Context specificity of inhibitory control in dogs.

Published

Journal Article

Across three experiments, we explored whether a dog's capacity for inhibitory control is stable or variable across decision-making contexts. In the social task, dogs were first exposed to the reputations of a stingy experimenter that never shared food and a generous experimenter who always shared food. In subsequent test trials, dogs were required to avoid approaching the stingy experimenter when this individual offered (but withheld) a higher-value reward than the generous experimenter did. In the A-not-B task, dogs were required to inhibit searching for food in a previously rewarded location after witnessing the food being moved from this location to a novel hiding place. In the cylinder task, dogs were required to resist approaching visible food directly (because it was behind a transparent barrier), in favor of a detour reaching response. Overall, dogs exhibited inhibitory control in all three tasks. However, individual scores were not correlated between tasks, suggesting that context has a large effect on dogs' behavior. This result mirrors studies of humans, which have highlighted intra-individual variation in inhibitory control as a function of the decision-making context. Lastly, we observed a correlation between a subject's age and performance on the cylinder task, corroborating previous observations of age-related decline in dogs' executive function.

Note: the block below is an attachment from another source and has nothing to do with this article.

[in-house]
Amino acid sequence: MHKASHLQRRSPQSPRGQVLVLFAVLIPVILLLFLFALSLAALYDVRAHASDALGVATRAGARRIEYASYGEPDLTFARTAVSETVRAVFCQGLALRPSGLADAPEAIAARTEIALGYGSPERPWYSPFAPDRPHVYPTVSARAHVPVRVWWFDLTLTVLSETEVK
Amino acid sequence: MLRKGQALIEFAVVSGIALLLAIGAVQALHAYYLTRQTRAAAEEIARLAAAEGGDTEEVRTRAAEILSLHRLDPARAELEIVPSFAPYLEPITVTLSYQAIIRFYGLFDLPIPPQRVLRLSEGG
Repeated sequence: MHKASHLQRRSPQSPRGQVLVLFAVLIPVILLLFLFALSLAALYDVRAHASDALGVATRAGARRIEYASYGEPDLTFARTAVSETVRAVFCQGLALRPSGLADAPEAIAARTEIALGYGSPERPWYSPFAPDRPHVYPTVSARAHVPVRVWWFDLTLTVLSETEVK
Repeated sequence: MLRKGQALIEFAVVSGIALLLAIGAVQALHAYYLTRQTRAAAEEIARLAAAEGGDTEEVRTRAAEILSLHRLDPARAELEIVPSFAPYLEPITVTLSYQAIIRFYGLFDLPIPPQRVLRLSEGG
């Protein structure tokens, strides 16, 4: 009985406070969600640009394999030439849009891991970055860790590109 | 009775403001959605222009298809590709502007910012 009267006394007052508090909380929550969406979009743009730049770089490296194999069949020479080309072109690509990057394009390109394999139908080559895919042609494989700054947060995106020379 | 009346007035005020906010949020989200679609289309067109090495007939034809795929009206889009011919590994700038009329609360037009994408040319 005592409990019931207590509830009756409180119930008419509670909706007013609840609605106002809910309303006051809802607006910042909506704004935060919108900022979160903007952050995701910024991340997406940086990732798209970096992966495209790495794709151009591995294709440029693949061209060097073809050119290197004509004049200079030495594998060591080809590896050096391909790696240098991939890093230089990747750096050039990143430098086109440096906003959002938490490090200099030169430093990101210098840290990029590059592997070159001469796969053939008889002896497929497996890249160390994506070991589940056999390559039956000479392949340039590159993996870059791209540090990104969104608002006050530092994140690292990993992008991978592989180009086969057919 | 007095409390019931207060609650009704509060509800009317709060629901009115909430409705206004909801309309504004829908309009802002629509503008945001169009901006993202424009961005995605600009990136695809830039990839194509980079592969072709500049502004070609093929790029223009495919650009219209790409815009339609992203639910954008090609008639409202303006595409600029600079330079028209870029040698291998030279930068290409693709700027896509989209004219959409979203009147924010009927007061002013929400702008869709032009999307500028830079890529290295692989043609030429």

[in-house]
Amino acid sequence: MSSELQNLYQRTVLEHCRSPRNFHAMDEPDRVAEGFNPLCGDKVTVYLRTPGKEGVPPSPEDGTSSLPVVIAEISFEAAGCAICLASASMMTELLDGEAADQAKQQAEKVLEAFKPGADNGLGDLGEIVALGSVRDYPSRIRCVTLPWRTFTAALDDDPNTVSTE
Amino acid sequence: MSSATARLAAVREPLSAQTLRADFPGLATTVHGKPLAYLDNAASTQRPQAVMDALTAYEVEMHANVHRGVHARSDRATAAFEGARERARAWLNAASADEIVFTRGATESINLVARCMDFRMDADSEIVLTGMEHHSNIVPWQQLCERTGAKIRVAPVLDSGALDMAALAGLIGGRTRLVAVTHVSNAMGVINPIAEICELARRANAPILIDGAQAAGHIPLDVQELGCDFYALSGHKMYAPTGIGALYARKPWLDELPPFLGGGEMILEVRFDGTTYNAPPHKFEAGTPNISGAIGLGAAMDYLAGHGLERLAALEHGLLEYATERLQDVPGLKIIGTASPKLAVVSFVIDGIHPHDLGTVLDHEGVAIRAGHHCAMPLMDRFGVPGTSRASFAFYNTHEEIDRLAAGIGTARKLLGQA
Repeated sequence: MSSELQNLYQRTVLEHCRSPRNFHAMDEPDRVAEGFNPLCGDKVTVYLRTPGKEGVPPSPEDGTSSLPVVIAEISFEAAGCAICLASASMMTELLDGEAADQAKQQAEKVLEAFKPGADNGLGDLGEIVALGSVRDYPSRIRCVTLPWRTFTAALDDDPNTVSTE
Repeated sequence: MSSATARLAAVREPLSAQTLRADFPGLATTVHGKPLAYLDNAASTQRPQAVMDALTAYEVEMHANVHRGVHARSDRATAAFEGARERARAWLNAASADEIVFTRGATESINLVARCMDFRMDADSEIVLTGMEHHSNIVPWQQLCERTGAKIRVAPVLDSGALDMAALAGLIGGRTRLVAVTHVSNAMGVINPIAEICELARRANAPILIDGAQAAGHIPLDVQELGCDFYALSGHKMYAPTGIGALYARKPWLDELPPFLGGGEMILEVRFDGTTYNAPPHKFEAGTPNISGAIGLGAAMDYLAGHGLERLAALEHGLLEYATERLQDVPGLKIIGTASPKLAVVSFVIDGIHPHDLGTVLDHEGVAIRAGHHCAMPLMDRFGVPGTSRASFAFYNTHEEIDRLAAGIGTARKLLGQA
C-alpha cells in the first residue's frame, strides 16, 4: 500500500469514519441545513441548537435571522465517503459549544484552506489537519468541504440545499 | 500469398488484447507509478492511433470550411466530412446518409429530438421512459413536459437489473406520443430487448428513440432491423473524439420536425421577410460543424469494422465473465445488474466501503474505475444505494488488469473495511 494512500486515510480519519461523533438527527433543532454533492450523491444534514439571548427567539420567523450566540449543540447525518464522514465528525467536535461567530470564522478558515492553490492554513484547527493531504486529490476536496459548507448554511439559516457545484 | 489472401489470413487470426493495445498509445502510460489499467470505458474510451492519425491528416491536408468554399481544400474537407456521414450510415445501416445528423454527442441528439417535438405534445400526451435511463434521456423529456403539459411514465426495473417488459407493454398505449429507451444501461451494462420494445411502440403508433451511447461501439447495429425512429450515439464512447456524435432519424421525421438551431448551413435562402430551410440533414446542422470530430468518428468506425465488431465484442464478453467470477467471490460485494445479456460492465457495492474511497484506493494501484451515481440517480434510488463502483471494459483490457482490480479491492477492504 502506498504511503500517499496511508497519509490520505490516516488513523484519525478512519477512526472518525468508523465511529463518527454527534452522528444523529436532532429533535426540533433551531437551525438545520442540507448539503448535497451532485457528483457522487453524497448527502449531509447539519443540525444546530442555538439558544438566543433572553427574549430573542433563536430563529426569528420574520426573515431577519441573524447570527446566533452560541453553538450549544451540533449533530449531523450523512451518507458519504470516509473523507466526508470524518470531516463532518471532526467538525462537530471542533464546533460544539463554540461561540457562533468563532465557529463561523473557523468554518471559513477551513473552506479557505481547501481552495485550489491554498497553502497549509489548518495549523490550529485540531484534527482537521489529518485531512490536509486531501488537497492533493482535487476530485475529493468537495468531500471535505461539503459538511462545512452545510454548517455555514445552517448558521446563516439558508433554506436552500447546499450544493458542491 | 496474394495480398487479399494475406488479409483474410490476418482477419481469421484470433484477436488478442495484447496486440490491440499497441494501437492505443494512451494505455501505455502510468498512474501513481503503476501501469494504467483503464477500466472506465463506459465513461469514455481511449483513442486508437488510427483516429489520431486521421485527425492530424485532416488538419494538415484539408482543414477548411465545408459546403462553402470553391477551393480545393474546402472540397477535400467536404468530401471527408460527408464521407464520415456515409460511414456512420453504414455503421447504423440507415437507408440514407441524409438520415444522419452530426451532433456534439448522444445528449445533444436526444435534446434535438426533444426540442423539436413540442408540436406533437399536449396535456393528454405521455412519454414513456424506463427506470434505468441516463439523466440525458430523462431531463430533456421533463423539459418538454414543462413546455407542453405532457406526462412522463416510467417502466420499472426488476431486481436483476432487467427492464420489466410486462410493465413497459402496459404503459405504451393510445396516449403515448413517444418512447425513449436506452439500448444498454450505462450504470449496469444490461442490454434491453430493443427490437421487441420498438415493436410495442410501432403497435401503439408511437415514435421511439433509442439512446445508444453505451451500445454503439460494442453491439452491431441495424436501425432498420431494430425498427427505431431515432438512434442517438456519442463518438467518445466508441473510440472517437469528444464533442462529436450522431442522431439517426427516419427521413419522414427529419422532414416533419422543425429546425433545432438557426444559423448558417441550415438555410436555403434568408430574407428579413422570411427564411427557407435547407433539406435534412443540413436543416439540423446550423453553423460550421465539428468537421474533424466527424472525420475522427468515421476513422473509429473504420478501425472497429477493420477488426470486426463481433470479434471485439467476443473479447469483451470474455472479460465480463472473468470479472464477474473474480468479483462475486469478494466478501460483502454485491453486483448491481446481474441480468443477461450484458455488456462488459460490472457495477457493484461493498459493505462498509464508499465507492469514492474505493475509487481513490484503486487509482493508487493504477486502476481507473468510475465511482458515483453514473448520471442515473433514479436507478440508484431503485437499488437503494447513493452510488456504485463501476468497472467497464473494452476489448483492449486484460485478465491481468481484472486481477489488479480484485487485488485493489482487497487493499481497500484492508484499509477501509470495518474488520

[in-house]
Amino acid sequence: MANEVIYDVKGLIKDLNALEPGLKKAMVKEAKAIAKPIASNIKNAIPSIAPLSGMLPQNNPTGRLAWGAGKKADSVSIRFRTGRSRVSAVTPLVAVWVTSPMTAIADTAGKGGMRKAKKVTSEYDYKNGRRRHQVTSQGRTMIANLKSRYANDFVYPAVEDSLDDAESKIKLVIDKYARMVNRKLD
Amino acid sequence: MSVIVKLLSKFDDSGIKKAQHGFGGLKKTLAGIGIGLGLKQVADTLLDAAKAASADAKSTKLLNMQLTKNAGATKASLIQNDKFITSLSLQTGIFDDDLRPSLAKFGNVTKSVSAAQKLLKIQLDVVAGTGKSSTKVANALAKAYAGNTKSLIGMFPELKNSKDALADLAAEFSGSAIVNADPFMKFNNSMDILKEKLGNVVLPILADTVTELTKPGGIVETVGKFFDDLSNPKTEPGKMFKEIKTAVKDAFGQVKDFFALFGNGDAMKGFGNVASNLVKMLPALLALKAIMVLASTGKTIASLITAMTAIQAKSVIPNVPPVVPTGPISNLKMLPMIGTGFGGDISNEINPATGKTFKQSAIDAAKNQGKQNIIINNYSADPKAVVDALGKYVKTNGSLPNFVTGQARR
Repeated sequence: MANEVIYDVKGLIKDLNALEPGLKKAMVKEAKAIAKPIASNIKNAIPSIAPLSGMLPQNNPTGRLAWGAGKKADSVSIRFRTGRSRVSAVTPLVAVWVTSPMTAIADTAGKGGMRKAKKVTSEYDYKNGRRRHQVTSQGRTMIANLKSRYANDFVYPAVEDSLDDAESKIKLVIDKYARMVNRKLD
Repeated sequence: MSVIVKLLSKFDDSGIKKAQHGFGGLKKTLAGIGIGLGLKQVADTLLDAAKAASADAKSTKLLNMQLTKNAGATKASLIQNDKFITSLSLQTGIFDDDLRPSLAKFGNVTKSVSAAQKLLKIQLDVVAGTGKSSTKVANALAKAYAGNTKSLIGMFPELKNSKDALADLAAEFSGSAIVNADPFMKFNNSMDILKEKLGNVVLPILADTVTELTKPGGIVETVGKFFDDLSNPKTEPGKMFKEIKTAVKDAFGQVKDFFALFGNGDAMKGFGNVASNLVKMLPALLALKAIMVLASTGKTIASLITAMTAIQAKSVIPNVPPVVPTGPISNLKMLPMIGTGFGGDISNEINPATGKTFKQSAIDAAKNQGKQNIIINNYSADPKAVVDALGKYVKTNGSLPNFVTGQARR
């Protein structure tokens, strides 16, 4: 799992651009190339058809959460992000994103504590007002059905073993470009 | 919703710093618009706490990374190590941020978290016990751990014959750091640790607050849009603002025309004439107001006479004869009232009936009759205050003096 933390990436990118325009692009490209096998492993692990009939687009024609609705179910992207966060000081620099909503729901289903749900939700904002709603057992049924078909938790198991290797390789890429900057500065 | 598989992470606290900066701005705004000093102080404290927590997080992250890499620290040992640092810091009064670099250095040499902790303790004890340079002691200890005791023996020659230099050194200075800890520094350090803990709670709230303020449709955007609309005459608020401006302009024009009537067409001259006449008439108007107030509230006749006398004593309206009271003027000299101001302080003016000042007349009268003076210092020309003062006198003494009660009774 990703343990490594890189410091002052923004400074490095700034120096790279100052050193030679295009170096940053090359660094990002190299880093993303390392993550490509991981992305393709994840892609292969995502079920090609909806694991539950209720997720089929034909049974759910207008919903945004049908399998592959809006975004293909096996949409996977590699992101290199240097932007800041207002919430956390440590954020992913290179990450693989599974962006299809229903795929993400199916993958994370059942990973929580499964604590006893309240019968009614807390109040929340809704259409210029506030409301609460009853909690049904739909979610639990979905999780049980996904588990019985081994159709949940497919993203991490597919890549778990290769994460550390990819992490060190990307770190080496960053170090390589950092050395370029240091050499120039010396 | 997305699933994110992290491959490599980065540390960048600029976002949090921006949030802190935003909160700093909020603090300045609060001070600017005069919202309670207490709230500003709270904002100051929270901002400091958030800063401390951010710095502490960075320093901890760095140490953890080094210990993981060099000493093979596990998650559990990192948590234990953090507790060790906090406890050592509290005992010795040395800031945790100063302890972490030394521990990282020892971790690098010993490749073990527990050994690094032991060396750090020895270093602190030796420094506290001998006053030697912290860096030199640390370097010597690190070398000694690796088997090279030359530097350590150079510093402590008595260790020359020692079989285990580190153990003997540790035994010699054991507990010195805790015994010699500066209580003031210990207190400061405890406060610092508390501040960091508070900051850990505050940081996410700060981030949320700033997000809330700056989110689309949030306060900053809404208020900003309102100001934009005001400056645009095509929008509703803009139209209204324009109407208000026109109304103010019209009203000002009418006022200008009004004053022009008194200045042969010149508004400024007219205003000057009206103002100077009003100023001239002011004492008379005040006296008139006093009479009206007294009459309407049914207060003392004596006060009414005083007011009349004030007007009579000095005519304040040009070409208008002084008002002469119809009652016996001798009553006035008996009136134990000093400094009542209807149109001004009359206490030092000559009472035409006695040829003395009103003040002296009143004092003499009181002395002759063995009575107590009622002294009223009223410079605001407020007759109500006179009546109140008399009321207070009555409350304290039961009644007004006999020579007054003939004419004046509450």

Full Text

Duke Authors

Cited Authors

  • Bray, EE; MacLean, EL; Hare, BA

Published Date

  • January 2014

Published In

Volume / Issue

  • 17 / 1

Start / End Page

  • 15 - 31

PubMed ID

  • 23584618

Pubmed Central ID

  • 23584618

Electronic International Standard Serial Number (EISSN)

  • 1435-9456

International Standard Serial Number (ISSN)

  • 1435-9448

Digital Object Identifier (DOI)

  • 10.1007/s10071-013-0633-z

Language

  • eng